Here we use a 3D pulsed CEST sequence to explore APT-weighted signal in the whole tumour, specifically for non-enhancing glioma. We compare amide-weighted magnetisation transfer ratio asymmetry (MTRasym) and Lorentzian difference (LD) contrasts, CEST metrics widely used in the current literature. The former is commonly applied and is valued for its relative simplicity as it, in its essence, only requires measurement of the CEST effect when applying a B1 saturation pulse at two off resonance frequency shifts (3.5 ppm and − 3.5 ppm) in addition to a separate acquisition of multiple off-sets for B0-correction. The latter requires covering multiple off-resonance frequencies via the acquisiton of a full Z-spectrum to do Lorentzian fitting of the CEST signal. This analysis allows for separate investigation of signal contributions from amide protons at 3.5 ppm and nuclear Overhauser enhancement (NOE) at – 3.5 ppm. Note that in CEST experiments NOE contributes signal between − 1 and − 5 ppm, where aliphatic protons in mobile macromolecules are saturated. Via relayed-NOE this saturation is transferred to amide protons within the same molecule which will exchange with the free water pool [12]. Recently, NOE-weighted CEST signal has been shown to be correlated with prognosis [13, 14] and grading [15] of high-grade glioma. Therefore, we additionally investigate whether NOE-weighted CEST is of interest for non-enhancing glioma.

Materials and methods

All images were acquired on a 3 T MRI scanner equipped with a 32-channel head coil (Discovery MR750, General Electric, Chicago, USA). All experiments were conducted in compliance with the declaration of Helsinki and under approval of the institutional ethics committee of the Erasmus MC (Rotterdam, NL), which is one out of 18 accredited medical research ethics committees in the Netherlands. Image analysis and statistical analysis were done with in-house written Matlab scripts (R2015b, The MathWorks, Natick, USA) and the freely available FMRIB Software Library (FSL 5.0.9, Oxford, UK).

Patient information

Eighteen patients with newly diagnosed presumed low-grade glioma were recruited between March 2017 and March 2019. Patients were recruited as part of the Imaging Genomics study and were scanned at maximum 7 days before surgical resection or biopsy. Tumour samples were obtained and histopathologically examined by neuropathologists. Molecular classification of the 1p/19q co-deletion and IDH mutation status was performed as part of the diagnostic routine by molecular biologists with targeted Next-Generation Sequencing (NGS) panels using an Ion Torrent Personal Genome Machine or Ion S5XL (Thermo Fisher Scientific). Patient characteristics can be seen in Table 1.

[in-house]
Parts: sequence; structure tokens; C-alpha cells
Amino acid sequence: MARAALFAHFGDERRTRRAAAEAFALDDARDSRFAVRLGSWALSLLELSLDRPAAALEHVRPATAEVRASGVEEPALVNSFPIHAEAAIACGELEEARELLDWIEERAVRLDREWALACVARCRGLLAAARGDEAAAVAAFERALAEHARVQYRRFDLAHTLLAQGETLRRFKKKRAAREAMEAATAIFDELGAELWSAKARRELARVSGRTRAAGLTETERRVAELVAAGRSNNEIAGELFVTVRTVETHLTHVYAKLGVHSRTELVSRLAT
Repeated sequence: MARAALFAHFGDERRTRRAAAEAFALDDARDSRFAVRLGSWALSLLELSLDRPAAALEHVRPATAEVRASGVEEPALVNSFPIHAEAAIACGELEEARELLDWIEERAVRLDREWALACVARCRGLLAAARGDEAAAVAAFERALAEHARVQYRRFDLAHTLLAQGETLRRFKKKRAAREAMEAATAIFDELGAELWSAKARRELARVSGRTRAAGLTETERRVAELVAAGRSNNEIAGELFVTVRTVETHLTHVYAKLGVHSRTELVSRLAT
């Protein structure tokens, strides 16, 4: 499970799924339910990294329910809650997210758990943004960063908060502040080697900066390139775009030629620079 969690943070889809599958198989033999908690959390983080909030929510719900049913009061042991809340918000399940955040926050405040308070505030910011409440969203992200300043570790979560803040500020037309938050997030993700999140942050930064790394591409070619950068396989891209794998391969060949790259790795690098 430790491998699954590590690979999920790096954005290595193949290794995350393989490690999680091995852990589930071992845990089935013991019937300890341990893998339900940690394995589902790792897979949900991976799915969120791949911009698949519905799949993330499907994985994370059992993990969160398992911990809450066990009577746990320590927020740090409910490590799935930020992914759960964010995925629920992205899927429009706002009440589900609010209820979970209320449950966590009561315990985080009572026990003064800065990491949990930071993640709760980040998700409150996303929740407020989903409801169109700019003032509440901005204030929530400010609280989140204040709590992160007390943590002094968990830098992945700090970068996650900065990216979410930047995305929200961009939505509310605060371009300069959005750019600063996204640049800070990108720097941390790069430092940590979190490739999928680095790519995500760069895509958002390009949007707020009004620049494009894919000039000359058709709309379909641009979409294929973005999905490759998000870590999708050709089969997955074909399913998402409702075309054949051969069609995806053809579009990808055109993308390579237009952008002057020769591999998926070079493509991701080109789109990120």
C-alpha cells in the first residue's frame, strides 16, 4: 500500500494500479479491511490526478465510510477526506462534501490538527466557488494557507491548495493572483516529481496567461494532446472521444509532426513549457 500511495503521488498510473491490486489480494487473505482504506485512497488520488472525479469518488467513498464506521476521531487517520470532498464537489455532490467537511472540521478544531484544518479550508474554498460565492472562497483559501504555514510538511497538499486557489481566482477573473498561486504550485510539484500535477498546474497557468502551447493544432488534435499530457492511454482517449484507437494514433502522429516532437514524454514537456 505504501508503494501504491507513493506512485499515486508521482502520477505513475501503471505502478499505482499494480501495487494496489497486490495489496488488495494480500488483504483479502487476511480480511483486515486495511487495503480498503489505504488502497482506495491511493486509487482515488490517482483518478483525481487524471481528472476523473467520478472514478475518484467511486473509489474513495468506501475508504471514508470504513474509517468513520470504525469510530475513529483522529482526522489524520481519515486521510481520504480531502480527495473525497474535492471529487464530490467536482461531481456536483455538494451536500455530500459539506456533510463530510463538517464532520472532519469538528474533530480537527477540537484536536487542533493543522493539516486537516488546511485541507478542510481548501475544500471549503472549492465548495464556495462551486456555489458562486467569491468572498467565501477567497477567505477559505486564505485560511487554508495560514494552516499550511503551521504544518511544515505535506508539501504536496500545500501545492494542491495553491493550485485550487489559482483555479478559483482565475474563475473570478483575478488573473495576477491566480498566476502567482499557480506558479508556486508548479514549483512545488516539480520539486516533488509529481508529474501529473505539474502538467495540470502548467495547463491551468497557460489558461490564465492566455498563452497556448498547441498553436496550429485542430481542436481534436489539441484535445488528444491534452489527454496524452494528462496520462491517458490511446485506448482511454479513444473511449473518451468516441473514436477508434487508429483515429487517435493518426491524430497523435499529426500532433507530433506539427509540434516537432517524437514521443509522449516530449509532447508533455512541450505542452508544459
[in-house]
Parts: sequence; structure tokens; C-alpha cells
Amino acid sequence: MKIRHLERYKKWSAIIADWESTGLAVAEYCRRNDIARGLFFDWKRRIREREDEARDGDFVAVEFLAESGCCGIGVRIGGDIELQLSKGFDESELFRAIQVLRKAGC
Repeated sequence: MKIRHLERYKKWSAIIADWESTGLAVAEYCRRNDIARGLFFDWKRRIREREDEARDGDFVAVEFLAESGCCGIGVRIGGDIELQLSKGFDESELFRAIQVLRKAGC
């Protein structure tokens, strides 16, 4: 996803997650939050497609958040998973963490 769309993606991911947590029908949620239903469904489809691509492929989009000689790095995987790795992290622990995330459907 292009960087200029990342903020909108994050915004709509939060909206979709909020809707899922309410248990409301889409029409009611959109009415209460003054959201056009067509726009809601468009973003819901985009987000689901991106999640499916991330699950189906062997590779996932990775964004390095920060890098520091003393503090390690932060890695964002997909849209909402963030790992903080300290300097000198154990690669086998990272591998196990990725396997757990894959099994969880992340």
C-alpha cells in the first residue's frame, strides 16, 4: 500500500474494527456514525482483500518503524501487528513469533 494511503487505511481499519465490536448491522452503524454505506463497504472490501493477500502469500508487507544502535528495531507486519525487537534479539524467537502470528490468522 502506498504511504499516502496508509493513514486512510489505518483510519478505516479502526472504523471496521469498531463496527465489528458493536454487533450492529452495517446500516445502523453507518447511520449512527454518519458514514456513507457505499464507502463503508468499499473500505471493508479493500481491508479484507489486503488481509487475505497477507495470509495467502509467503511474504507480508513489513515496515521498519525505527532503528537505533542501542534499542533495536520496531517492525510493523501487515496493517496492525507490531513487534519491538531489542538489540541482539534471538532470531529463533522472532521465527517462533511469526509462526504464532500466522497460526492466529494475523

Tabel 1 Patient characteristics

Image acquisition

CEST images were acquired with a 3D spoiled gradient echo with TR = 35.4 ms, TE = 6.9 ms, 12 slices, slice thickness = 5 mm, in-plane voxel size = 1.85 × 1.85 mm2, matrix = 128 × 128, acceleration factor = 4, similar to the pulsed CEST sequence used by Jones et al. [10]. Spectral-spatial excitation pulses were used to avoid fat artefacts in images near the water peak. [16] A Gaussian saturation pulse was played every TR with duration 20 ms (duty cycle 56.5%). Two CEST series were acquired at saturation powers B1 = 2.3 and 4.0 µT, and each series consisting of 31 frequency off-sets (± 6.0, ± 5.5, ± 5.0, ± 4.5, ± 4.0, ± 3.75, ± 3.5, ± 3.25, ± 3.0, ± 2.5, ± 2.0, ± 1.5, ± 1.0, ± 0.75, ± 0.5, ± 0.25, 0 ppm). Note that the saturation powers used are stated as the root mean square B1 across the saturation pulse. Two images were acquired without saturation pulses to obtain the equilibrium magnetisation (M0) for reference, bringing the total to 33 images acquired in \(\sim\) 5 min. A B1 map was created by using a multi-slice 2D gradient echo sequence (TE = 12.8 ms, TR = 17 ms, flip angle = 10°) with voxel size and number of slices (1.85 × 1.85 × 5 mm3, matrix = 128 × 128x12) matched to the CEST sequence. T1-weighted (3D IR FSPGR, TE = 2. 1 ms, TR = 6.1 ms, voxel size = 1 × 1 × 0.5 mm3, field of view 256 mm, 352 slices) and T2-weighted FLAIR (3D spin echo read-out, voxel size = 1 × 1 × 1.6 mm3, matrix size = 224 × 224 × 264, TR/TE/TI = 6000 ms/112.9 ms/1893 ms) structural images were additionally acquired. Note that the 3D CEST acquisition was planned to cover the whole tumour, as indicated by the T2-FLAIR hyperintense area.